This Kindle Fire case becomes easy to identify when decorated with a cross stitch bookmark.

Some people collect bookmarks, not to mark books, but to display them, admire them, and remember their history.

If you let me persuade you to not use rectangular ready-made bookmark forms (not that there’s anything wrong with them—you’ve persuaded me to use them on occasion), a bookmark can be a keychain, a scissor fob, an ornament, a tag, and much more. With everyone using nearly identical e-readers, surely we can all use beautifully-decorated, personalized, self-expressive, hand-embroidered tags to mark our e-readers and their cases.

Yes, stitched bookmarks are relevant today.

13 Responses to “Are Stitched Bookmarks Relevant Today?”

  1. […] Are stitched bookmarks relevant today? […]

    December 15, 2011 @ 1:43 pm
  2. marg

    Yes! Every year I make handcrafted bookmarks for each of the patrons in the Outreach program (elderly/shut-ins) at our local library. We always receive copious thanks from them. My theory is you can never have enough bookmarks, like the “reader-mark”

    December 20, 2011 @ 3:58 am
  3. Jen

    So glad you agree, Marg! Kudos to you for crafting bookmarks to give away.

    December 20, 2011 @ 6:42 am
  4. Carolyn

    “…soon be obsolete.”

    What a preposterous statement!

    *Someone* has been suckered in by the marketing hoopla regarding ebooks and ereaders. While they are all over the place in the media (both articles and advertisements), the *vast* majority of people still read paper (“dead tree”) editions of books.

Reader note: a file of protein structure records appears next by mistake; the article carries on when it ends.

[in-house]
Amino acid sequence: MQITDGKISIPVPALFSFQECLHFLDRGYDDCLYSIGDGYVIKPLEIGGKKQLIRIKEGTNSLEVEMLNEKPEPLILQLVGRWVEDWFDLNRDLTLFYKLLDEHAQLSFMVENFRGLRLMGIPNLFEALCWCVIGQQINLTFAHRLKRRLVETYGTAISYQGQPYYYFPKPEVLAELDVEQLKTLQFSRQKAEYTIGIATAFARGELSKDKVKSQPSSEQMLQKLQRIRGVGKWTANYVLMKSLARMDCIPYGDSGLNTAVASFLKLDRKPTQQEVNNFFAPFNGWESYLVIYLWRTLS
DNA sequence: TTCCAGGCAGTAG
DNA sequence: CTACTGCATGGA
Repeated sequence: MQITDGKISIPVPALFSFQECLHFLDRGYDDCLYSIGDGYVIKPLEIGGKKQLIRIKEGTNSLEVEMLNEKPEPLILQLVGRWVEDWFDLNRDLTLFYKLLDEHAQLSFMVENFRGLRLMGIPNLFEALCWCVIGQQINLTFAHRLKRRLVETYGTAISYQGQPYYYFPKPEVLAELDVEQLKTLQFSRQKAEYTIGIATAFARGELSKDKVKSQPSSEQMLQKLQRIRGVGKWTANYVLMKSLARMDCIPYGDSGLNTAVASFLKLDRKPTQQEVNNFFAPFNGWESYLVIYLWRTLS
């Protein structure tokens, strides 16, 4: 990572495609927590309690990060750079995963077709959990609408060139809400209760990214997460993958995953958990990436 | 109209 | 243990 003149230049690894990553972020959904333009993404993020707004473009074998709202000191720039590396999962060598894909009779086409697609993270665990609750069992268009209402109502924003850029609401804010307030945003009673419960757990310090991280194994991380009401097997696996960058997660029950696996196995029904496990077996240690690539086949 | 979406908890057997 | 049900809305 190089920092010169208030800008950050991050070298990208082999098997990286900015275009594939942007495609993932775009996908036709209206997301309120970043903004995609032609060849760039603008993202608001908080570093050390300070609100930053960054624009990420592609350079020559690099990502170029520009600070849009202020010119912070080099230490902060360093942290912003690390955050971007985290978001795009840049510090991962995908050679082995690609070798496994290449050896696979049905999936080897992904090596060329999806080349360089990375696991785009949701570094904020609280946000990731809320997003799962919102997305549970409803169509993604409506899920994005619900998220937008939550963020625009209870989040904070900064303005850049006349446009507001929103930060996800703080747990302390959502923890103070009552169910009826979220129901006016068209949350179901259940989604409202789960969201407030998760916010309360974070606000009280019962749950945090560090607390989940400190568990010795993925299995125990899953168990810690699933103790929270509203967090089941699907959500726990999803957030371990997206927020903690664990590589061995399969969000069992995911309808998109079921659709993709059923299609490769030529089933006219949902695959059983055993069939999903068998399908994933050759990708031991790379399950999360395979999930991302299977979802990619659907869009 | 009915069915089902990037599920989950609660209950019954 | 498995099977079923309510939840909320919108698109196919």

Why, in the US alone, there are hundreds of millions of paper books sitting on library shelves, rotating out to readers who surely must need to use bookmarks in some of them. (I believe there’s a special place in Hell for those who dogear or otherwise mistreat a book that does not belong to them.)

    Besides, the digital version of ‘soon’ is 30 seconds from now, as we’ve all seen in the development in newer and better products. In that timeframe, it will literally be an eon before all paper books everywhere are converted over to ebook formats. Not to mention all the stubborn readers like me, who love the feel and process of reading a paper and plan on never shifting to ebooks. Yeah, and I’m an ‘old’ codger of 40, so I’ll be needing bookmarks for at least the next 30+ years (hopefully!)

    Add to that the research they’ve been doing that is demonstrating that paper books are the best way to teach kids to read and to enjoy reading – especially all those wonderful illustrated books and I think bookmarks will be needed pretty much forever. Both my 8yo and 4yo daughters each have thier own set of bookmarks (none stitched yet, unfortunately), and both love to use them.

    All in all, I think it’s safe to say that there will continue to be a market for bookmark stitching patterns for a loooooong time to come, so please, design us some more Jen! = )